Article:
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How To Predict Every NBA Championship With 91% Accuracy

The NBA playoff picture has been set and a cast of familiar teams have once again returned to the 16-team race for an NBA title. Lots of blogs and articles will preview the playoffs and use a mountain of statistics to try and convince you why one team will prevail over another. So which basement blogger do you believe and how do you pick which team out of those 16 will emerge victorious? Easy. Pick a team from a major market (New York, Chicago, LA) or a team from a state with no income tax (Texas, Florida or Tennessee).

Why would I suggest those franchises? Because even though they only comprise 36% of the teams in the NBA, they make up 50% of the playoff teams this year and have won more than 91% of the championships over the last 23 seasons (there's a stat SportVu will never give you). In fact, the only two teams outside of that group to win a title since 1991 were the Pistons (2004) and the Celtics (2008). You could actually narrow it down further to just the Lakers, Bulls and teams in Texas and Florida, but I do have a theory as to why these 11 franchises dominate the NBA.

No other team sport can consistently see one player make as profound an impact on a franchise as basketball. There are only five players on the court at any given time, so one superstar player can make a tremendous difference. As such, free agency becomes all the more important to NBA teams, not just in their ability to attract top talent, but retain it.

When free agency rolls around, players often have a short list of teams they are considering. For almost every superstar player, at least one (and usually more) of the teams they are looking at are located in New York, LA, Chicago or an income tax-free state. Why is that? There are multiple reasons, but let's start with the basics.

Places like Los Angeles, Texas and Florida are warm all-year round or at least warmer than places like Toronto, Indianapolis or Boston. The thought of living in New York, Chicago or Los Angeles may also be more appealing to a typical single NBA player in his early-20s, than a place like Portland or Salt Lake City. However, a major reason may be financial. While the cost of living may be high in major markets, that isn't necessarily the case in Texas and Florida. Weather, quality of life and the cost of living are all small potatoes compared to the financial impact of playing in a major market or an income tax-free state.

If a player is offered a $50 million dollar contract, that could cost them nearly $4 million in state income taxes if they play in cities like Charlotte, Milwaukee or Minneapolis. While the state income tax rate in New York and California is significantly higher, Los Angeles and New York offer other advantages in the form of endorsements. Players on those teams have far more opportunities to earn money (and more of it) outside of their basketball contracts, than players in cities like Denver, Cleveland and Sacramento.

It's not a coincidence if it's been going on for more than 20 years and in the NBA, that is definitely the case. Sure, a team like Oklahoma City may rise up at some point and win a championship, but even when they do, it's a long shot. If some of their key players are free agents after that season, it is unlikely to be repeated anytime soon.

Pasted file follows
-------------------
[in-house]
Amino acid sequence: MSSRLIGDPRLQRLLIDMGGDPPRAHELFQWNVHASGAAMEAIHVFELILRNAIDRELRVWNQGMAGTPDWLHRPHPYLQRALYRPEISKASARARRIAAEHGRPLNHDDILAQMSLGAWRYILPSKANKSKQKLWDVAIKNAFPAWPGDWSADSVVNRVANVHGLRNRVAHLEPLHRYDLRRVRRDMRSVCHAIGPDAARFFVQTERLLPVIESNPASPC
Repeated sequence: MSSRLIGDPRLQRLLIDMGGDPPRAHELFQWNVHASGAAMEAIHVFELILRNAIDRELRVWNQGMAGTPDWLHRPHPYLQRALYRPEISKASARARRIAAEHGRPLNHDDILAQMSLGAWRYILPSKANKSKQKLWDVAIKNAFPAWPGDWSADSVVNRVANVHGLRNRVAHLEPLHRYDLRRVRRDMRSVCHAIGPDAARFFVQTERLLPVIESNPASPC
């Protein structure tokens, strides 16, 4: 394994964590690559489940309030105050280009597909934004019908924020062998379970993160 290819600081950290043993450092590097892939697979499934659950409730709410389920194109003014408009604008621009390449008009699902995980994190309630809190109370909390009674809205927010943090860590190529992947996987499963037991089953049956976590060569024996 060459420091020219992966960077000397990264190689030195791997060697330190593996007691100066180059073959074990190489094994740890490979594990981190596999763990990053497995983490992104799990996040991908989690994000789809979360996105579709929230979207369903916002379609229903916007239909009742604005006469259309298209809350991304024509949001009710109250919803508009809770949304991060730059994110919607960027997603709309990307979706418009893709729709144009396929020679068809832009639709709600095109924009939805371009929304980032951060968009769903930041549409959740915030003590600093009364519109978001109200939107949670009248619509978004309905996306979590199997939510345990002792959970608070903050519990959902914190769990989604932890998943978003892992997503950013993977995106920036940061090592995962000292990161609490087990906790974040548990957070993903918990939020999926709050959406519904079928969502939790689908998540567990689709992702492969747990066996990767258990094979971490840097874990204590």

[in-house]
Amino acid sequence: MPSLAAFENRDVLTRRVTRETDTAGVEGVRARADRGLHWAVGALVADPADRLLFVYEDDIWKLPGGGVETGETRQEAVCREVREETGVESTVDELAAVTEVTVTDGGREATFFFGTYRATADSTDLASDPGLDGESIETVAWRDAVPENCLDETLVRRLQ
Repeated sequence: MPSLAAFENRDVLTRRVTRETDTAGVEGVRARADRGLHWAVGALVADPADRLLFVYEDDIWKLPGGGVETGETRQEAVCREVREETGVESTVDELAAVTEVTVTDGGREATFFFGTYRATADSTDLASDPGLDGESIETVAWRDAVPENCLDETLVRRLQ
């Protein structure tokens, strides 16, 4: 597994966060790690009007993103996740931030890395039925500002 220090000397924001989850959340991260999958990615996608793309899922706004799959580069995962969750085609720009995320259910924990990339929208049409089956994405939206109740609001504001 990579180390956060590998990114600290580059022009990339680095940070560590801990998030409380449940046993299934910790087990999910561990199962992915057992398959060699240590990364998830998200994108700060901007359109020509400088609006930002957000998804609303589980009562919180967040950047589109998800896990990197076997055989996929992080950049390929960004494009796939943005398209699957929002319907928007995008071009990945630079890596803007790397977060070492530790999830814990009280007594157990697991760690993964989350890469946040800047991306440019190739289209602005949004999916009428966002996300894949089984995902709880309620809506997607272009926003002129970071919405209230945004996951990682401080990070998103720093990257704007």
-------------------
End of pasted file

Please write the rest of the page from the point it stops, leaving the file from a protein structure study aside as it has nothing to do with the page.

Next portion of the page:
How does the playing field get equalized? I don't think the answer is telling taxpayers to spend money building a new arena. However, I do think it would be interesting to see what would happen if a state like Arizona decided to create enterprise zones for their professional sports teams, exempting those players from paying state income taxes (they're only paying 4.5% in Arizona right now). They already have an attractive climate. Could a tax break be the difference-maker for a franchise that has never won an NBA title in it's 46 years in the league? Does that seem crazy and counter-intuitive to give tax breaks to some of the wealthiest residents of the state? Consider the following:

  • If the recent sale price of the Milwaukee Bucks (the least-valuable NBA franchise) is any indication of the value of an NBA franchise, how much would a city or state be willing to offer in incentives to attract, retain or help grow a business already worth $550 million?
  • Under the current model used to build many new stadiums and arenas, taxpayers in many cities are stuck with paying at least a portion of the cost. In Detroit, taxpayers may be on the hook to the tune of $270 million for a new hockey arena.
  • If the Phoenix Suns payroll is about $58.6 million and 4.5% of that goes to state income tax, we're talking about roughly $2.6 million per year. If attracting and retaining free agents has proven to be an effective way to win an NBA championship, would a city rather spend $270 million or more on a new arena or "lose" $2.6 million a year in tax revenue to accomplish that goal?
  • If they do end up with a championship-contending team at least a portion of that $2.6 million tax loss will be recovered in tax revenue from incremental sales of all kinds associated with increased attendance and interest in the team.
  • Let's also not forget if there's one thing pro athletes have consistently demonstrated over time, it's that they are more than willing to spend the money they make, most of it while they are still playing. If a state waives income taxes for a pro athlete, they'll probably end up spending most of that money in the state anyway, stimulating the local economy and paying plenty of sales tax (5.6-10.7%) and property tax along the way.

Will Arizona or any other state ever decide to take this course of action to help their pro sports team win a championship? Probably not before several other states decide to spend nine figures building new arenas with no guarantee of any playoff success as a result.